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August 5, 1950


Author Affiliations

Charleston, S. C.

From the Medical College of the State of South Carolina and Roper Hospital.

JAMA. 1950;143(14):1250-1251. doi:10.1001/jama.1950.82910490010008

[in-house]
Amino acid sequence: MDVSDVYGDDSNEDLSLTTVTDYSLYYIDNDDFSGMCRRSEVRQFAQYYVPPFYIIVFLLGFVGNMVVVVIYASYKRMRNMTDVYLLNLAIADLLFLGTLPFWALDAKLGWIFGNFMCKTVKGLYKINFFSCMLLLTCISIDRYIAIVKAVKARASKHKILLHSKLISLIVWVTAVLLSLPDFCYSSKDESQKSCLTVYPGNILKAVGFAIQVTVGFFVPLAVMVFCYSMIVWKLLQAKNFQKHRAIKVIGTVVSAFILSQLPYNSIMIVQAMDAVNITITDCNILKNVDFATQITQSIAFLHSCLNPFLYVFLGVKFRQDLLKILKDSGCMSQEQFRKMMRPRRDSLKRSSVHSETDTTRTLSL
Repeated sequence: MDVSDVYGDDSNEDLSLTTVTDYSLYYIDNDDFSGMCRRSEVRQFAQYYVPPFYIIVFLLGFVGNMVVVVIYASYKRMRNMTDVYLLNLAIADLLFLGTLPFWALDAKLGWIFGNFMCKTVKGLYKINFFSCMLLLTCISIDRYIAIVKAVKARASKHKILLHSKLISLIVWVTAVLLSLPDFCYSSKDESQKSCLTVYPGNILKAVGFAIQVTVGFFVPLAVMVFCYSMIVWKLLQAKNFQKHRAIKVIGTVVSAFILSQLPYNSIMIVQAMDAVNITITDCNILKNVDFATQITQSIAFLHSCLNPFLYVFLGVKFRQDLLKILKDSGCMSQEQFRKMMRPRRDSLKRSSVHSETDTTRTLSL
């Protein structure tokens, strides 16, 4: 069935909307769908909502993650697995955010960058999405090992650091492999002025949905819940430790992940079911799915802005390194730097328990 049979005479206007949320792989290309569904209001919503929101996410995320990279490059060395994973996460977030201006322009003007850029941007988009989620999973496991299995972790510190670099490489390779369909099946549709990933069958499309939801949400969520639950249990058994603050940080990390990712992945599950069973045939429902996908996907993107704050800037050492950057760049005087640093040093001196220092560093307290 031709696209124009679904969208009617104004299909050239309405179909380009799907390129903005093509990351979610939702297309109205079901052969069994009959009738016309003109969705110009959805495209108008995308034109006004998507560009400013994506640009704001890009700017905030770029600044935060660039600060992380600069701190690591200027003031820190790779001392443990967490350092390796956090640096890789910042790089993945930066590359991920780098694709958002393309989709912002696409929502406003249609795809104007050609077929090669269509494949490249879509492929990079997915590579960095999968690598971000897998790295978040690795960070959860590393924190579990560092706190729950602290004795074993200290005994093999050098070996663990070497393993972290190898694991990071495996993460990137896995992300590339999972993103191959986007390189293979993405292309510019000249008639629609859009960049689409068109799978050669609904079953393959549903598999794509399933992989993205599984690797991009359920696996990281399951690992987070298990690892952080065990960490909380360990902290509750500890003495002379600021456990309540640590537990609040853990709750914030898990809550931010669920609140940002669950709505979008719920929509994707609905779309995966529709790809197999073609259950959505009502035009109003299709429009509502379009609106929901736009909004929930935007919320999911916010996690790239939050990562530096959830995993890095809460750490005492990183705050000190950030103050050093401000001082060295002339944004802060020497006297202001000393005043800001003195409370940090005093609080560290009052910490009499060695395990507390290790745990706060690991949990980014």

Although air embolism is relatively rare, more frequent recognition of the condition has followed understanding of better established physiologic concepts. Fundamentally, the two types of air embolism are pulmonary (venous) and arterial. Arterial embolism results from the entrance of air into the left side of the heart from the pulmonary veins or through septal defects, usually patent foramen ovale. The air bubbles escape into the systemic arteries, and the clinical manifestations depend on the site of arterial occlusion. Since this type of embolism does not apply to the case reported herein, it will not be considered further. In pulmonary (venous) embolism air enters a systemic vein and is carried to the right side of the heart. Here the churning action of the heart on the blood and air forms "blood foam." This foam may either remain in the heart or pass into the pulmonary arteries. The amount of obstruction in